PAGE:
How Beaumont Health reduced its IT budget after a hospital merger: Q&A with CIO Subra Sripada

Subra Sripada brings years of health IT leadership experience to his role as executive vice president and CIO of Southfield, Mich.-based Beaumont Health.

Mr. Sripada previously served as CIO and chief administrative officer at Beaumont Health System, Beaumont Health's previous organization before merging with Oakwood Healthcare in Dearborn, Mich., and Farmington Hills, Mich.-based Botsford Health Care in 2014.

Prior to joining Beaumont in 2008, Mr. Sripada gained business strategy experience after serving in a leadership role with PricewaterCoopers, a global management consulting firm. In the position, Mr. Sripada consulted on health IT and business strategy in both the U.S. and internationally. He is also a member of the College of Health Information Management Executives.

Mr. Sripada earned his Bachelor of Science degree in mechanical engineering from Osmania University in Hyderabad, India, and his master's degree in industrial and systems engineering from Manhattan-based Kansas State University.

Here, he discusses how he allocates Beaumont Health's IT budget and the artificial intelligence project he's excited to explore in 2019.

Editor's note: Responses have been lightly edited for clarity and length.

Question: What does your health IT budget look like this year? Is it trending up or down over previous years?

Subra Sripada: As part of our merger, we consolidated our core systems and rationalized the application portfolio along with eliminating duplicative infrastructure. This resulted in reductions to our budget. Now that most of these efforts are behind us, our budget is at a reduced run rate. While the overall spend has flatlined, we budget synergies each year with which we accommodate year-over-year cost increases to the IT budget.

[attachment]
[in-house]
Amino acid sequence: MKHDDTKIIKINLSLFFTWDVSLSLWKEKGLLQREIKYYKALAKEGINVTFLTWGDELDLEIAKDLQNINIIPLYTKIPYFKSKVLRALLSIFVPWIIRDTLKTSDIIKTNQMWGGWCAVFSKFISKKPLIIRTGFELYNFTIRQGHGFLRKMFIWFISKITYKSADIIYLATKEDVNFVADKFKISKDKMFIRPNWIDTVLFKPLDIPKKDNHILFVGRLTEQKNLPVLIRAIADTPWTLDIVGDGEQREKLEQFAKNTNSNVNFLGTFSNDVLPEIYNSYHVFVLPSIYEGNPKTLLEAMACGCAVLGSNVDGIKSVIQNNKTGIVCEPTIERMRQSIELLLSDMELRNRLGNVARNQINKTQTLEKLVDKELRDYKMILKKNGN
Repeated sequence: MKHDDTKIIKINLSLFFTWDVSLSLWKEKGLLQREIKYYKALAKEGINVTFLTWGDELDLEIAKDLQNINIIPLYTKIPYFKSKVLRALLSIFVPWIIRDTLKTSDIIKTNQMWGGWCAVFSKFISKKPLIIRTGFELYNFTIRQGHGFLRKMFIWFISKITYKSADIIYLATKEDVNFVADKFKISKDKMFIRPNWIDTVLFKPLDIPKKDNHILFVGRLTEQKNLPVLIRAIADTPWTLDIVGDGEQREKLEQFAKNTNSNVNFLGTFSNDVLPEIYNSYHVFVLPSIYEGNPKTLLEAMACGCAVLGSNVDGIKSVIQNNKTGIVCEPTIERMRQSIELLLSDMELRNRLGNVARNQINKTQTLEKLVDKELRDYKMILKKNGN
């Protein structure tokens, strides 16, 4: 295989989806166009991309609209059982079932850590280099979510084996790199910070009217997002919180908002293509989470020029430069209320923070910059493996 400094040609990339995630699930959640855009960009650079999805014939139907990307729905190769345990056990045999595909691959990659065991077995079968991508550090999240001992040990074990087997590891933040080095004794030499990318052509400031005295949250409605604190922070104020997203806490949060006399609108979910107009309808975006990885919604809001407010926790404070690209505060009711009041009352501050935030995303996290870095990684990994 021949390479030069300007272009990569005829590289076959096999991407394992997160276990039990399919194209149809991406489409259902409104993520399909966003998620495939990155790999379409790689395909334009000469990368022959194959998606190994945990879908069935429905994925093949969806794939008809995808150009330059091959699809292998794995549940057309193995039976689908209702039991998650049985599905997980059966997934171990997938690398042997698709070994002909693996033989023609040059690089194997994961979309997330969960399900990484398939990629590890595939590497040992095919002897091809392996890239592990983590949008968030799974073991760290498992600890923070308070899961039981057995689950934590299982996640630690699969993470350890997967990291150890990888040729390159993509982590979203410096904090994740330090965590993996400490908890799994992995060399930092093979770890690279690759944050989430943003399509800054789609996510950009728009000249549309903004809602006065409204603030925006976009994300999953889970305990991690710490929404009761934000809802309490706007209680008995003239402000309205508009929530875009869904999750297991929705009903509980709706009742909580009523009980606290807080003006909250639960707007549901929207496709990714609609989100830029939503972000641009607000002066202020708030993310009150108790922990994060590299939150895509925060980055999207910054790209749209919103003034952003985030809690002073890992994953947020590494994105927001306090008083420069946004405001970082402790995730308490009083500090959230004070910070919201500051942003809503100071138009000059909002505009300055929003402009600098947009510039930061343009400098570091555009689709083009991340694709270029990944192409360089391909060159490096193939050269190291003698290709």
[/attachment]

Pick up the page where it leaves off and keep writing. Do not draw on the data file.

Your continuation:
Q: How are you allocating the budget? What difference is there this year compared to previous years?

SS: We made significant investments in consolidating our core systems in the past three years along with cybersecurity. While we still have some consolidation activity underway, our investments are focused on those components that drive enhancements to our care model and help us on our journey of being the best at delivering patient and family-centered care.

Q: What projects are you most excited about for 2019?

SS: In 2018, we worked with an AI and machine learning startup company to automate discovery of savings opportunities in drug use. The pilot was successful beyond our expectations, and we are now gearing up for a full-scale deployment. Piloting the use of this AI/ML platform to our population health efforts for more effective pattern recognition, and thereby effective care management, is an exciting prospect we will be exploring in 2019.

Additionally, we launched a unified communications tool at our second largest hospital in 2018. The goal was to enable more real-time communications and collaboration among care teams. Our solution offers patient information, patient alarms, central telemetry monitoring unit alerts and texting and voice capabilities through shared smartphones.

We have also adopted the use of [bring your own devices] for communication devices that care givers use. Nurses also use these devices for selective documentation along with using the phones as scanners for bar code medication administration. I am excited to roll this out to the rest of our hospitals in 2019.

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